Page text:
City/County Land Bank Moves Forward
City/County Land Bank Moves Forward
Poughkeepsie City Council Takes First Step Toward Land Bank Formation
The Poughkeepsie Common Council Tuesday passed a resolution taking the first legislative step to create a land bank in partnership with Dutchess County.
Land banks have been an important tool in helping communities return vacant, abandoned and tax-delinquent properties to productive use. Under the New York State Land Bank Program, local municipalities can apply to create land bank not-for-profit corporations in their communities for purpose of acquiring real property parcels that are tax delinquent or foreclosed, vacant and/or abandoned, and utilize tools through the program to eliminate the harms and liabilities caused by such properties.
City of Poughkeepsie and Dutchess County officials, including representatives of the Common Council and the County Legislature, as well as City staff and County staff from the Departments of Finance, Law and Planning and Development, have been working for the past year to develop the process to form a City/County Land bank. The working group created a proposed structure and priorities for the land bank and identified how properties could be transferred to the land bank. This work resulted in a Certificate of Incorporation and a proposed Inter-Municipal Agreement (IMA) between the City and the County. The land bank will be a valuable asset in providing an additional method to deal with properties that are not currently desirable in the private market and will encourage redevelopment and neighborhood stabilization.
Both the City and the County will identify properties for transfer to the land bank, and the County will provide initial startup funding, pending approval of the IMA by the Dutchess County Legislature.
City Council Chair Sarah Salem and Council Member Sarah Brannen, who both participate on the working group, co-sponsored the resolution, authorizing application to the Empire State Development, which administers the NYS Land Bank Program. The resolution was unanimously approved.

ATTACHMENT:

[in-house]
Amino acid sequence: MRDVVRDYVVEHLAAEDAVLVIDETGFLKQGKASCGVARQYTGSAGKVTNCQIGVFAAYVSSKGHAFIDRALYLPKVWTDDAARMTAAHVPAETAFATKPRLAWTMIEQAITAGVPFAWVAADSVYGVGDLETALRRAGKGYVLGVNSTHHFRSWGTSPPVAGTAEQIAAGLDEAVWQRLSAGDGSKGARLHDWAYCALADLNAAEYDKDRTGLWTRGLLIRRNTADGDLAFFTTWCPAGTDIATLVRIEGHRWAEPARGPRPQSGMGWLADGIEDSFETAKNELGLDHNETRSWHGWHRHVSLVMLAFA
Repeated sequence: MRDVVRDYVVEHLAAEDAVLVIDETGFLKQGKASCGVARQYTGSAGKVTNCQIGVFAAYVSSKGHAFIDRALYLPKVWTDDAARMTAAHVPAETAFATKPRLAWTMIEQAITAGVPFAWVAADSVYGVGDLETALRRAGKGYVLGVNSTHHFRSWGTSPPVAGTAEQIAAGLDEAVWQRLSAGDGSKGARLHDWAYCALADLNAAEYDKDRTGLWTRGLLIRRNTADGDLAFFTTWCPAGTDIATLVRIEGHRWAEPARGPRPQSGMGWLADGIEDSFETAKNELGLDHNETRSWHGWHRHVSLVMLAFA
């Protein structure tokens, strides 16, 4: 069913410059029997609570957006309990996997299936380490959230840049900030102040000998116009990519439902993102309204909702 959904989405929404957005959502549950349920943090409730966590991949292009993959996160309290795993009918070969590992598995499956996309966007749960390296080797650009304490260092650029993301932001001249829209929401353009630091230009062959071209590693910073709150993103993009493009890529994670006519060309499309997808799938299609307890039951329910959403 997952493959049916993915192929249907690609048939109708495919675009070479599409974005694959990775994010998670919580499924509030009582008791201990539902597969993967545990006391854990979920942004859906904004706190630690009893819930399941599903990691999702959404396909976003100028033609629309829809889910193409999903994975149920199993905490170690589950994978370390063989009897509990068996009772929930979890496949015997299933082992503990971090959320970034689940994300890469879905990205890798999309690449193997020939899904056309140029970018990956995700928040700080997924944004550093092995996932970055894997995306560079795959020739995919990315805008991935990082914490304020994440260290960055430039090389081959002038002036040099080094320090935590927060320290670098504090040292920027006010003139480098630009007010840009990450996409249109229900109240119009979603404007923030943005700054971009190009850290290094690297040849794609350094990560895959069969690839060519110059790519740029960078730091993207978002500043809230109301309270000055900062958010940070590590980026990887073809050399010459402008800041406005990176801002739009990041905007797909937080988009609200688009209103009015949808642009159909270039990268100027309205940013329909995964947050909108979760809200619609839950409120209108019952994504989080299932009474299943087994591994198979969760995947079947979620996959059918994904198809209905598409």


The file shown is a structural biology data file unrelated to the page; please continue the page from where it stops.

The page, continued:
“The Common Council has taken an important step toward creating a land bank that will benefit the entire city by addressing our vacant and abandoned properties, as well as supporting access to affordable home ownership and building our tax base,” Brannen said. “I’m grateful for the support of my colleagues in city government and look forward to working with them, community members, and the county in the coming months to bring this land bank to Poughkeepsie.”
“Land banks are established to complement other strategies and activities that are already underway in communities and engage with parcels that private buyers have rejected to get them back on the market in a thoughtful way, turning liabilities into assets,” Salem said. “The Dutchess County-Poughkeepsie Land Bank presents an even more innovative tool for our use against the plight of vacant and abandoned properties in the diversity of stock that comes from city and county assets. A positive partnership putting us on a more viable path toward affordable homeownership, historic preservation and building wealth for our community.”
Dutchess County Executive Marc Molinaro said, “We’re eager to partner with the City of Poughkeepsie to address properties that are vacant and abandoned, to create a new and strategic way to acquire problem properties and convert these liabilities into assets for the community.”
The proposed land bank would have nine board members — two appointed each by the Common Council, County Legislature, the Mayor and the County Executive – and one being a joint city and county appointee.
“We’re excited about the prospect of a land bank,” said Mayor Rob Rolison “It will be another tool in our toolbox as we continue to make headway in our ‘anti-blight’ campaign.”
Mayor Rolison created an Anti-Blight Task Force in 2018, which brings together internal and external stakeholders, including Habitat for Humanity, Rebuilding Together Dutchess and Hudson River Housing. Since its inception, the task force has addressed approximately 200 vacant properties. The city had slightly more than 600 in 2018; that number is now approximately 400. The strategy has involved bolstering housing code enforcement, tracking and monitoring vacant properties and locating missing owners who have walked away from their properties.
The next step in creating the Land Bank will be the authorization of the Inter-Municipal agreement by the Dutchess County Legislature. A presentation is expected to be made to the full Legislature with a vote on a resolution to be held in May. Following the anticipated passage of the resolution, the working group will submit an application to New York Empire State Development for the creation of the Dutchess County-Poughkeepsie Land Bank in June.
Gregg Pulver, Chairman of the Dutchess County Legislature, said, “Land banks offer an innovative way to address problems that, in some cases, have been decades in the making. We look forward to the upcoming presentation and presenting this opportunity to the full Legislature for consideration.” “All over New York, land banks are helping communities envision the futures they want, and through a publicly accountable structure, transform blighted properties into safer neighborhoods with opportunities for affordable homeownership,” said Dutchess County Legislator Rebecca Edwards, who has been part of the county/city working group exploring this issue.